GM's Chevrolet Division sold well over a million Corvairs for model years 1960 through 1963, making their innovative rear-engined car a genuine sales success— not as popular as its Ford Falcon or Rambler Six competition, but respectable. The Corvair has a following today, but so many potential projects still exist that some manage to fall through the cracks and end up in the junkyard ecosystem. I see a few discarded Corvairs every year (sometimes more than a few), and today's Junkyard Gem is the latest: a sporty Monza 900 Club Coupe in a big self-service yard near Pikes Peak.
If there's any rust, it's not serious. The convertibles and turbocharged Corvairs tend to get all the collector attention these days, but this coupe stood a chance— a small one— of being rescued and put back on the street. Unfortunately, 100 neglected Corvairs compete for the attention of every Corvair lover looking for a new project, and this car lost the sweepstakes and ended up in this sad place.
Check out those snazzy red bucket seats with the optional padded dash, plus Ermine White paint on the outside. A restoration of the upholstery and paint alone would have cost more than the value of an already-nice '63 Corvair Monza.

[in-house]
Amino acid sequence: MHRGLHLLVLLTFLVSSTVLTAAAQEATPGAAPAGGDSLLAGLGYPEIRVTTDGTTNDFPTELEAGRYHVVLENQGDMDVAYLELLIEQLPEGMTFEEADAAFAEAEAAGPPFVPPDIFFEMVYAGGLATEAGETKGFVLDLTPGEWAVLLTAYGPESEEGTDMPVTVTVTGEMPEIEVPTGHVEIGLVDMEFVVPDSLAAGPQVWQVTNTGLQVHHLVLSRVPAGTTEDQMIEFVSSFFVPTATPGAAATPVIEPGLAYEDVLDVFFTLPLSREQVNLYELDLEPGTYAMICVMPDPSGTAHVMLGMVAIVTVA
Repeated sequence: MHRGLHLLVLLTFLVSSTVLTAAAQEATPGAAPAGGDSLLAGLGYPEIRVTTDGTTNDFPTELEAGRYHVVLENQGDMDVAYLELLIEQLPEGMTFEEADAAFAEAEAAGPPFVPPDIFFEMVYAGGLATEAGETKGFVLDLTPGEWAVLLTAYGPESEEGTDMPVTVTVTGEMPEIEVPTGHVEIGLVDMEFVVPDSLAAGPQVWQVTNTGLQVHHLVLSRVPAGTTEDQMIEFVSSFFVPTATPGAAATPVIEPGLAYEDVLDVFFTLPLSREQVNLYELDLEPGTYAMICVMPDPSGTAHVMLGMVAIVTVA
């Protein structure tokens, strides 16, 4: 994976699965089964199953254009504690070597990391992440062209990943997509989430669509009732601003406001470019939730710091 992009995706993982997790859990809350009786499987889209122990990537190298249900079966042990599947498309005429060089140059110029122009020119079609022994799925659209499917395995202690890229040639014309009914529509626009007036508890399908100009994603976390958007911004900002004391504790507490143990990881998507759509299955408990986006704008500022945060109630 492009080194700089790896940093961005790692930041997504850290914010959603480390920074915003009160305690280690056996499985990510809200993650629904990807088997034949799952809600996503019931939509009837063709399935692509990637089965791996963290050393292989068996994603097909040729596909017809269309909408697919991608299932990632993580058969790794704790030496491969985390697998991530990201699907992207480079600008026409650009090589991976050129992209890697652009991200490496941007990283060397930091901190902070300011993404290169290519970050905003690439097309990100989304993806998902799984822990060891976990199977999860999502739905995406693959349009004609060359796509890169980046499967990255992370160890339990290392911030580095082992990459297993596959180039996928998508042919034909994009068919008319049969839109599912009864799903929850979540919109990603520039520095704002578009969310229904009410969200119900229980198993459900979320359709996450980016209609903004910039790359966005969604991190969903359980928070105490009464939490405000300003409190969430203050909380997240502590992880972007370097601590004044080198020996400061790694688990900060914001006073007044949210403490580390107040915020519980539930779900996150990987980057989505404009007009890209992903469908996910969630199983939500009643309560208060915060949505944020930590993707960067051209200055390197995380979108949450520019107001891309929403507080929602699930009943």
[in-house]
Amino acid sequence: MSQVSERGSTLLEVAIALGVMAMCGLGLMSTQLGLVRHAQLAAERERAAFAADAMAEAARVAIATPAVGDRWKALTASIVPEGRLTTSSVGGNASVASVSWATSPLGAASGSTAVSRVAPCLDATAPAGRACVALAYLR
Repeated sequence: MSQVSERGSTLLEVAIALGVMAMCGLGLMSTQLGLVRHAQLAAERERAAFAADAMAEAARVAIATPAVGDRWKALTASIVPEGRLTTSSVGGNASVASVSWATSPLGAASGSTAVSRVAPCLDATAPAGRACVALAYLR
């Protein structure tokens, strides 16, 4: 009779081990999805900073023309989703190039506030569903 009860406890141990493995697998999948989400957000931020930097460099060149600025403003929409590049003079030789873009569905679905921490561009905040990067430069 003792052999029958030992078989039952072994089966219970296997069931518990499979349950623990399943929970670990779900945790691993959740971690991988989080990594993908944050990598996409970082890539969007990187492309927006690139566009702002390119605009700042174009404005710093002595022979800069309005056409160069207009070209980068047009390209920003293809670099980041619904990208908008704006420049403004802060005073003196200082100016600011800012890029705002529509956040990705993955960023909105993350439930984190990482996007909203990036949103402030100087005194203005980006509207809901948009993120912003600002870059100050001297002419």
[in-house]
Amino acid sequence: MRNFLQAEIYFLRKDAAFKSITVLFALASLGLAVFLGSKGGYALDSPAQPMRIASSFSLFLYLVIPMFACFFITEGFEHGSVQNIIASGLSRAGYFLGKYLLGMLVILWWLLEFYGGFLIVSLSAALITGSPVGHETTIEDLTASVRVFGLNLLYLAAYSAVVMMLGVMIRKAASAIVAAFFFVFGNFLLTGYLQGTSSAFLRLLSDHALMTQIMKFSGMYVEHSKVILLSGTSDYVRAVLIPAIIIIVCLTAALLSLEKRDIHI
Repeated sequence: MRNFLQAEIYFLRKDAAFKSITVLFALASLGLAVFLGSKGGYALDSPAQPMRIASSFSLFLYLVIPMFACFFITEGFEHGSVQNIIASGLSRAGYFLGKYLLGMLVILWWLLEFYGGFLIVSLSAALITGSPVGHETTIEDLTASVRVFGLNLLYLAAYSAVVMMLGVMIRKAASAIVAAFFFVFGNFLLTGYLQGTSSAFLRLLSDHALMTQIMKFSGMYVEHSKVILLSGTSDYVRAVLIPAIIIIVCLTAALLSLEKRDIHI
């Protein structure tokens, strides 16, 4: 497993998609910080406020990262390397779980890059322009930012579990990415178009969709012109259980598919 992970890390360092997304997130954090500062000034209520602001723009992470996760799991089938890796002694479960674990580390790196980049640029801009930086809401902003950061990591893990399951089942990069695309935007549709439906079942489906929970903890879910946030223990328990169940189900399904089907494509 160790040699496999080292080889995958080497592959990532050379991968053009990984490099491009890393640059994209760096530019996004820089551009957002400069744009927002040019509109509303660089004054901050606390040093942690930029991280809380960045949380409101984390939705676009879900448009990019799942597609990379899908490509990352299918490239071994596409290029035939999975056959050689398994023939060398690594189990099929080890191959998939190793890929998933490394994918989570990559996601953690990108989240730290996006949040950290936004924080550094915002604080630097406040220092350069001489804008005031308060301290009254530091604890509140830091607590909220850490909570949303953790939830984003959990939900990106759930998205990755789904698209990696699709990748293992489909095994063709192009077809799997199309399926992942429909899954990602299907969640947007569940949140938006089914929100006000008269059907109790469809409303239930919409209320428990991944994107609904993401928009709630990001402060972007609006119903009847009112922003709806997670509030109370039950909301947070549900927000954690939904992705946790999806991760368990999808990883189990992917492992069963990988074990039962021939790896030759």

The build tag shows that this car came off the assembly line at Willow Run Assembly in Michigan.
The base engine for the manual-transmission Corvair was a 145-cubic-inch air-cooled boxer six rated at 80 horsepower. The Powerglide-equipped cars got an extra four horses, and a 150-horse turbocharged version could be had as an option. This car has a 3- or 4-speed manual and no turbocharger, but it weighed just 2,415 pounds.
This newspaper in the frunk shows a 2004 date, so it's a safe bet that the car has been sitting for at least 15 years.
The lesson here: if you ever wanted a Corvair project, parts still exist and the cost of admission is cheap.
The superior sales numbers of the front-engined Ford Falcon, Plymouth Valiant, and Rambler Six led The General to develop the more traditional Chevy II compact car for the 1962 model year, which caused a drop in Corvair sales around the same time. Ralph Nader's book, Unsafe At Any Speed, didn't come out until late 1965, at which point Corvair sales had already been dropping for years, but Nader now gets the blame for the demise of GM's radical air-cooled compact car. By 1965, the Corvair's oversteer-prone swingaxle rear suspension had been replaced by a more modern IRS rig, but Chevy shoppers still chose the rock-and-stick-simple Chevy II/Nova in ever-increasing numbers.